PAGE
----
TCA Podcast, – “Conversations with Consequences,” Episode 215 – Ashley McGuire On Celebrities And Surrogacy & Dr. Jennifer Roback Morse On Boycotting Target As the topic of surrogacy has been trending lately with a celebrity regretting her decision, even calling it ‘transactional,’ Ashley McGuire talks about the real dangers of treating women as commodities–and the true genius behind the Theology of the Body. As we enter into June and what the secular world has stolen as ‘Pride-month,’ Dr. Jennifer Roback Morse joins on the dangers of promoting gender dysphoria. Father Roger Landry also offers a beautiful homily to prepare us for Trinity Sunday. Catch the show every Saturday at 7amET/5pmET on EWTN radio! 1. California Catholics Under Attack, Vandals get off with a misdemeanor charge for defacing a statue as police looked on, By Salvatore J. Cordileone, The Wall Street Journal, June 2, 2023, Pg. A13, Opinion “History never repeats itself,” Mark Twain is supposed to have said. “But it rhymes.” Consider the American Catholic Church over the past two centuries.  Our nation is now struggling to come to terms with its history of racism. Yet universally ignored is its long, deep and sordid history of anti-Catholicism. The U.S. Conference of Catholic Bishops reports that “at least 260 incidents”—attacks on church property—“have occurred across 43 states and the District of Columbia since May 2020.” The behavior runs the gamut, from arson to spray-painting, beheading and toppling statues, to defacing gravestones with swastikas and anti-Catholic messages. Arrests in these cases, and especially prosecutions, have been extremely rare.  Catholics in the San Francisco area have weathered our share of attacks too. In October 2020, protesters trespassed onto the property of Mission San Rafael carrying paint, tools and rope with the intention of desecrating and destroying a beloved statue of St. Junípero Serra. Five perpetrators were later charged with felony vandalism.  A felony charge is the least reparation that can be made to Catholics in the Bay Area who are deeply disturbed by this attack. The district attorney has instead given the signal that attacks on our houses of worship and sacred images may continue without serious legal consequence.  Los Angeles Archbishop José Gomez has asked us to respond to this latest outrage in a deeply Christian fashion: namely, ridding any resentment in our own hearts and reaching out to our communities’ Catholic sisters. That’s important, but faithful Catholics would also do well to warn their political leaders from becoming modern Know Nothings. Archbishop Cordileone leads the Roman Catholic Archdiocese of San Francisco. 2. The School-Choice Century, The key Supreme Court decision, Meyer v. Nebraska, dates back to June 4, 1923., By Michael Bindas, The Wall Street Journal, June 2, 2023, Pg. A13, Opinion This has been a banner year for the educational choice movement. State legislatures have greatly expanded educational opportunity through programs that give families alternatives to public schools. The foundation for this success, however, was laid a century ago—by a teacher in a one-room schoolhouse in rural Nebraska. That teacher was Robert T. Meyer. On June 4, 1923, the U.S. Supreme Court set aside Meyer’s conviction for the “crime” of teaching German through the reading of Bible verses at a Lutheran school. In a wave of anti-immigrant hysteria following World War I, the National Education Association championed the passage of “language laws” that restricted or even prohibited the teaching of foreign languages. Nebraska’s law provided that “no person, individually or as a teacher, shall, in any private, denominational, parochial or public school, teach any subject to any person in any language other than the English language.” Like the NEA’s support several decades earlier of the anti-Catholic Blaine Amendments, which prevented public funds from going to parochial schools, its championing of language laws was rooted in nativism.  Meyer v. Nebraska is a powerful recognition of the right of parents, rather than the state, to direct the education of their children. As the court bluntly put it when discussing Meyer in Pierce v. Society of Sisters (1925), “The child is not the mere creature of the state.” Children are each unique. They have distinct educational needs, and even the best public school won’t be the best school for every child. Yet many families can’t afford private-school tuition or a home in a zone where the public school will better serve them. By providing financial assistance for alternatives, educational choice programs enable these parents to access an education that will best meet their children’s needs. These programs empower parents to exercise the right that Robert Meyer secured. Milton Friedman is commonly regarded as the father of the modern educational choice movement. Perhaps Robert Meyer—a humble teacher who tried to help children keep their ancestral language alive—should be recognized as its grandfather. Mr. Bindas leads the Institute for Justice’s educational choice practice. 3. Bishop acquitted of raping nun resigns as leader of Catholic diocese in Indian city, By Associated Press, June 1, 2023, 9:16 AM A bishop acquitted of raping a nun resigned as leader of the Catholic diocese in an Indian city on Thursday. Pope Francis accepted the resignation of 59-year-old Franco Mulakkal, who was bishop of the Jalandhar Diocese in the northern state of Punjab. The Vatican did not provide a reason for the resignation or why Francis accepted it. The normal retirement age for bishops is 75. 4. Nicaraguan dictatorship takes over Catholic school; three nuns may be deported soon, By Walter Sanchez Silva, Catholic News Agency, June 1, 2023, 3:15 PM The Nicaraguan dictatorship took over a Catholic school in the early hours of May 29 and will probably soon deport three foreign nuns belonging to the congregation that administers it. According to local media outlet Mosaico, the regime’s police took over the facilities of the St. Louise de Marillac Technical Institute, the only secondary school in the town of San Sebastián de Yalí in the Jinotega administrative district. The school, where about 100 students are enrolled, is administered by the Congregation of the Daughters of St. Louise de Marillac in the Holy Spirit, founded in 1992. 5. White House condemns Nicaraguan dictatorship’s latest attacks against the Catholic Church, By Peter Pinedo, Catholic News Agency, June 1, 2023, 2:15 PM The Biden administration on Wednesday condemned Nicaraguan dictator Daniel Ortega’s attempts to discredit the Catholic Church by accusing it of an illegal money laundering scheme. National Security Council Coordinator for Strategic Communications John Kirby called the latest attacks on the Catholic Church “unacceptable” and said the administration is acting to “promote accountability.” Kirby’s condemnation of the Nicaraguan dictatorship’s latest targeting of the Catholic Church came in response to a question raised by EWTN White House Correspondent Owen Jensen during the May 31 press conference. On May 27 the Nicaraguan National Police, controlled by the dictatorship of President Daniel Ortega and his wife, Vice President Rosario Murillo, published a statement accusing the Catholic Church of various crimes, including money laundering by the Diocese of Matagalpa.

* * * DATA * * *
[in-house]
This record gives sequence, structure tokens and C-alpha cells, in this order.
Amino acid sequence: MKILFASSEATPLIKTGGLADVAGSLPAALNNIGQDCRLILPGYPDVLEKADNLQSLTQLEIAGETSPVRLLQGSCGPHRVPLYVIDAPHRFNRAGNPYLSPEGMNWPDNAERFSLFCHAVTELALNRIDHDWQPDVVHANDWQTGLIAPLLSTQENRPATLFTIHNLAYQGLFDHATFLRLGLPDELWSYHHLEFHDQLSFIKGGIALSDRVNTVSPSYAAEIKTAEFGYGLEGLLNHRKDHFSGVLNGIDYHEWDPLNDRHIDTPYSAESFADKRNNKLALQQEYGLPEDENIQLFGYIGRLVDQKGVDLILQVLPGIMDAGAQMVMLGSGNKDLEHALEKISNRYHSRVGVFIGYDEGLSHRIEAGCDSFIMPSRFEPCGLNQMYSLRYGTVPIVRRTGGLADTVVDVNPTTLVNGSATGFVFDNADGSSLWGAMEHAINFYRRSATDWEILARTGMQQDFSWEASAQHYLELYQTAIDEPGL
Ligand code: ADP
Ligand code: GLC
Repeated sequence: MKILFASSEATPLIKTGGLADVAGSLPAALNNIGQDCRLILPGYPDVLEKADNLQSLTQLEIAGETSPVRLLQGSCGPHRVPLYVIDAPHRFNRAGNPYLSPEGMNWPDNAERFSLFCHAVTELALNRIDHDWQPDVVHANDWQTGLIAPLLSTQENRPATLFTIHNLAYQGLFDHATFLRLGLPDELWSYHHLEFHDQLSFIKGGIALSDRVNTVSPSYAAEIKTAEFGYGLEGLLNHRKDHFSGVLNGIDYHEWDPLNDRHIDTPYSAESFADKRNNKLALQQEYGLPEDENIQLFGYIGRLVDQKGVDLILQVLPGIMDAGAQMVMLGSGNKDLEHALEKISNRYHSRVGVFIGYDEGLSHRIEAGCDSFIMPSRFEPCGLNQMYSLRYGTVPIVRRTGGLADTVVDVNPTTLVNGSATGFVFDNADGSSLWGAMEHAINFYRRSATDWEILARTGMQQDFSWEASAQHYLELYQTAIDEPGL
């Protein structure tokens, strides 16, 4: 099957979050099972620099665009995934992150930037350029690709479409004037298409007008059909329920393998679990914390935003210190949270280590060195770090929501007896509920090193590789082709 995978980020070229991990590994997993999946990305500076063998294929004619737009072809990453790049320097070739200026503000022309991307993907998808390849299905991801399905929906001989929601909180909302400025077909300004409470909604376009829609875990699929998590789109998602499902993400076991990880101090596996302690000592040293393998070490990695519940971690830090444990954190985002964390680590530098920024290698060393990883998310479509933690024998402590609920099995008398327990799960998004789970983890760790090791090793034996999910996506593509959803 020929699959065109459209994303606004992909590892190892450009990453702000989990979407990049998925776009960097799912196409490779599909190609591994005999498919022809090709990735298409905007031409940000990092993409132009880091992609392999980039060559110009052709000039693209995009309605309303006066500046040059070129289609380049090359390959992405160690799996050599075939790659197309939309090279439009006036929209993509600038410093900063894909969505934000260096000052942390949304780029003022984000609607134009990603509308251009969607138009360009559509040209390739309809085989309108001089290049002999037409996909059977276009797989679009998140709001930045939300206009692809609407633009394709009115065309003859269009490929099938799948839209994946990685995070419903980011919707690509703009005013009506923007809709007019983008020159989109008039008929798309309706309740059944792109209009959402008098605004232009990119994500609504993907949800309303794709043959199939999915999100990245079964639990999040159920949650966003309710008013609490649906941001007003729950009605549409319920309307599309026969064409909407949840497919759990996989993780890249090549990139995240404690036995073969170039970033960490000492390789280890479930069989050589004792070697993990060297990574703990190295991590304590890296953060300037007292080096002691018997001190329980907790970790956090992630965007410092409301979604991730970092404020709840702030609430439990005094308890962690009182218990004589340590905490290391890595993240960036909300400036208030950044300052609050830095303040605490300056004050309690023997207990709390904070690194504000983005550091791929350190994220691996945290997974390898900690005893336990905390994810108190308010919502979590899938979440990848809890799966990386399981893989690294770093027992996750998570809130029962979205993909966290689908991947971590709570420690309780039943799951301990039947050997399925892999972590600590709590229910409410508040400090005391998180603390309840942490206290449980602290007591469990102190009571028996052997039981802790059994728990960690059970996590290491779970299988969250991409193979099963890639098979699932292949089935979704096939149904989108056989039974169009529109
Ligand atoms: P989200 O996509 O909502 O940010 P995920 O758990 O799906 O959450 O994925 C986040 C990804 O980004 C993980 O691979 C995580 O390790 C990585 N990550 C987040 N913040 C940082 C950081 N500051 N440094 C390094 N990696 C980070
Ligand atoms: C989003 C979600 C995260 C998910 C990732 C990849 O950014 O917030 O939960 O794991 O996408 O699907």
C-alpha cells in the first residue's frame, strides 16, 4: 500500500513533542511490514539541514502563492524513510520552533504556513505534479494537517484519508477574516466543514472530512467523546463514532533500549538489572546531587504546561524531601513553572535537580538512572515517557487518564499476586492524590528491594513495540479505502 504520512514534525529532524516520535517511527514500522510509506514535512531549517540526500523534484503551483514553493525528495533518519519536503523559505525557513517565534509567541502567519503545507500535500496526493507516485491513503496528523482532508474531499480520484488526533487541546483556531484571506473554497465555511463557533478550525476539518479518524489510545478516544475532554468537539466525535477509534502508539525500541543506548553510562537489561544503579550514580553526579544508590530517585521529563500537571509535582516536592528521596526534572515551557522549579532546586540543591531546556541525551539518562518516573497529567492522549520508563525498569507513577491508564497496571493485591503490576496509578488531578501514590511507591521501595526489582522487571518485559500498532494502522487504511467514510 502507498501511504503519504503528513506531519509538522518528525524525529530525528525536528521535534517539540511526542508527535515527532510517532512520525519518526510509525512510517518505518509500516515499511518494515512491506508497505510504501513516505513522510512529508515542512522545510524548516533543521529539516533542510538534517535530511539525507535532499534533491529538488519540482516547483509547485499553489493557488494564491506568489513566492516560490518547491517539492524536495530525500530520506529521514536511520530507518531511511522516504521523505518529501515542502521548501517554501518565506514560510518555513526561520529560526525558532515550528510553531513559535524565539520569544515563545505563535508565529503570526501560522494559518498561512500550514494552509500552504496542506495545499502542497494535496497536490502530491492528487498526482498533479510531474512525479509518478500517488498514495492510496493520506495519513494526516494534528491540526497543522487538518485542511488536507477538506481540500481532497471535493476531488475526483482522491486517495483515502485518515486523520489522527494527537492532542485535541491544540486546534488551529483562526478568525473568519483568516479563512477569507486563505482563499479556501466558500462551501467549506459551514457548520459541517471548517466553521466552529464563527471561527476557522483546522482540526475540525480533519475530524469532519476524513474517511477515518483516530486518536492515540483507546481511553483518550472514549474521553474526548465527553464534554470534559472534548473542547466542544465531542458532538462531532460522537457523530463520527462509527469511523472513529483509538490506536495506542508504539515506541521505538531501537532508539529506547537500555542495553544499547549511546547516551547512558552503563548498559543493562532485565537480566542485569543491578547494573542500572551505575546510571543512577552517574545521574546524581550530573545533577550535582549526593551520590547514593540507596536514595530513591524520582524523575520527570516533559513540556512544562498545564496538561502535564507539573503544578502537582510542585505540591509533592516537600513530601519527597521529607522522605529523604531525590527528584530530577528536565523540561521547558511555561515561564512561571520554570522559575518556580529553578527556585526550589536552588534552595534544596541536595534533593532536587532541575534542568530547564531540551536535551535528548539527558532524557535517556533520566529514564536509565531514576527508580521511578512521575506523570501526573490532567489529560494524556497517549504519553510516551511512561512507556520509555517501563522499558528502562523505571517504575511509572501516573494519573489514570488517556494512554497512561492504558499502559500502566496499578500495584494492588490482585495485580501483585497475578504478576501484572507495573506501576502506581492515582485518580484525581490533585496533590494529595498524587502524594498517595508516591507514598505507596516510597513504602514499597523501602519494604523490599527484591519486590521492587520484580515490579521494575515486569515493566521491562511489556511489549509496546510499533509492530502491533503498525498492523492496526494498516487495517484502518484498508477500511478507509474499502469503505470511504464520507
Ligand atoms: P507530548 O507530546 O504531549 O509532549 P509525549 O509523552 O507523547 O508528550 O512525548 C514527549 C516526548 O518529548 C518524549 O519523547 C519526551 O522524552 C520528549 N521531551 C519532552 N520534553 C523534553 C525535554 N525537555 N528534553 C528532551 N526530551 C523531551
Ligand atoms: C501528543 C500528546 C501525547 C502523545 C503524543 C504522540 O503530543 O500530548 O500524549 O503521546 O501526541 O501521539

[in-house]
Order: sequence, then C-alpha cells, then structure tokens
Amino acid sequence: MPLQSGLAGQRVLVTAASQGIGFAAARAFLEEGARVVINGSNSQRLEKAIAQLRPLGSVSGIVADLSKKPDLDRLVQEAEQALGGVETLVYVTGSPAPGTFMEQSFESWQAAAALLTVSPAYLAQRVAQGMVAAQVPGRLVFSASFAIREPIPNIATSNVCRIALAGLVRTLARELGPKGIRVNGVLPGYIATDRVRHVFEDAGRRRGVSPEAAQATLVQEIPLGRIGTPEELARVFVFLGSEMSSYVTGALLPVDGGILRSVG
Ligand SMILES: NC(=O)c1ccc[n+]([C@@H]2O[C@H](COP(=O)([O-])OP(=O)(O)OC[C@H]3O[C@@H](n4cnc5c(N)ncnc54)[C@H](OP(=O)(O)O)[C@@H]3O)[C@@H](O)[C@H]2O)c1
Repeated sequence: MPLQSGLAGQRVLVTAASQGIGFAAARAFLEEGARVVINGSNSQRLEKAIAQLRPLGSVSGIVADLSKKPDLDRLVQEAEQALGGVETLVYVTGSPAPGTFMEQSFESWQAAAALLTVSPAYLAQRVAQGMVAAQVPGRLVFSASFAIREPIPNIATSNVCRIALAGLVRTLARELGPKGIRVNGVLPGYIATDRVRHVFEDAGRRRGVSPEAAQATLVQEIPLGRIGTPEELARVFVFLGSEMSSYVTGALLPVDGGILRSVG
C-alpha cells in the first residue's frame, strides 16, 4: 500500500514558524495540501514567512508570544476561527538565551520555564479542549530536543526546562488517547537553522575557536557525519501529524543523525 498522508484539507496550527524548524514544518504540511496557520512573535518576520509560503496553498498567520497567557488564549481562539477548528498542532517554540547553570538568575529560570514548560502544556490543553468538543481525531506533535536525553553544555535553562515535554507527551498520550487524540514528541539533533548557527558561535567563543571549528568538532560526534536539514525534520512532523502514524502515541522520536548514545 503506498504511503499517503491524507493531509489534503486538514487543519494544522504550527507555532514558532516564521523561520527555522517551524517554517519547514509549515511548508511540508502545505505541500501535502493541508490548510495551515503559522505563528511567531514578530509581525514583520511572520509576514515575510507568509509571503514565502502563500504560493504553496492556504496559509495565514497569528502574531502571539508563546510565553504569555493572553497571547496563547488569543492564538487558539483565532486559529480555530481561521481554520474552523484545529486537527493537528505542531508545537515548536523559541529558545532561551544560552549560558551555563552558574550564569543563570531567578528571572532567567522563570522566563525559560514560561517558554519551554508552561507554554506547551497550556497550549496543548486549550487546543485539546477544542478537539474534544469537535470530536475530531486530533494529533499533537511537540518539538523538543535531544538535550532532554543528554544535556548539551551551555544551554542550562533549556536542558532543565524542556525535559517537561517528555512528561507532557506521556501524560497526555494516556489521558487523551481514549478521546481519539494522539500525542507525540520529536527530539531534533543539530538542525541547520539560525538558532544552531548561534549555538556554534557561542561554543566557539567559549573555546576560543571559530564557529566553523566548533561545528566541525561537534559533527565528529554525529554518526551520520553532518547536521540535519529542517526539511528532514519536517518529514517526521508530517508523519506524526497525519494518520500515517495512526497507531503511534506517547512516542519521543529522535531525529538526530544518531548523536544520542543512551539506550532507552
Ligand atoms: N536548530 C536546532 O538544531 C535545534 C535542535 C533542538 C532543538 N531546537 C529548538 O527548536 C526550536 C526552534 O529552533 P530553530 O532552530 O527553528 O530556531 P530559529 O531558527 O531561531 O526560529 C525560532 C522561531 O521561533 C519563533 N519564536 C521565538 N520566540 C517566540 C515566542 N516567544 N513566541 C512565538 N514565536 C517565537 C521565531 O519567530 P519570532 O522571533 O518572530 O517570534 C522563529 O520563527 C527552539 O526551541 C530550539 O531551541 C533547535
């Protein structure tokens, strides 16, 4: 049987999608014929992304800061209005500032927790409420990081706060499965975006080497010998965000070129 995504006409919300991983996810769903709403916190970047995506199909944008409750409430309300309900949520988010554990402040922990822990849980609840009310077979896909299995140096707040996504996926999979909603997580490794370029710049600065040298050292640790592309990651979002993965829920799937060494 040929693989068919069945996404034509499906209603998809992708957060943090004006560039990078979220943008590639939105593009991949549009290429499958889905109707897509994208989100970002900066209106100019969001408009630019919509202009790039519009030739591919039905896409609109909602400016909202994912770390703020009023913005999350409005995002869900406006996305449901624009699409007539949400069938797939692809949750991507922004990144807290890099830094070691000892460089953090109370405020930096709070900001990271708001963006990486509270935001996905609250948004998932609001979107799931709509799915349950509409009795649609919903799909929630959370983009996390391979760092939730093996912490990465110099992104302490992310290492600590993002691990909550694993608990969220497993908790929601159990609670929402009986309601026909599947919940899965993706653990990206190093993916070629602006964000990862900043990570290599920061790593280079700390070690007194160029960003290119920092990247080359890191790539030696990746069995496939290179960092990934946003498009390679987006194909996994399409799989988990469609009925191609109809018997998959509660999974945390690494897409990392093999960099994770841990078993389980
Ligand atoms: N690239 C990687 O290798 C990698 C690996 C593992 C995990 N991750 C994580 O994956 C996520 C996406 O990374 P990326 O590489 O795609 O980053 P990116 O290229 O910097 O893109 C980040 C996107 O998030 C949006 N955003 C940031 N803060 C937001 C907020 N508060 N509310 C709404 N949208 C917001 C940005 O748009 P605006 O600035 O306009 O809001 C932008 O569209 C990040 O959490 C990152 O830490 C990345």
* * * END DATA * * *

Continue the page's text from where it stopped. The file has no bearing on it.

TCA Media Monitoring provides a snapshot from national newspapers and major Catholic press outlets of coverage regarding significant Catholic Church news and current issues with which the Catholic Church is traditionally or prominently engaged. The opinions and views expressed in the articles do not necessarily reflect the views of The Catholic Association.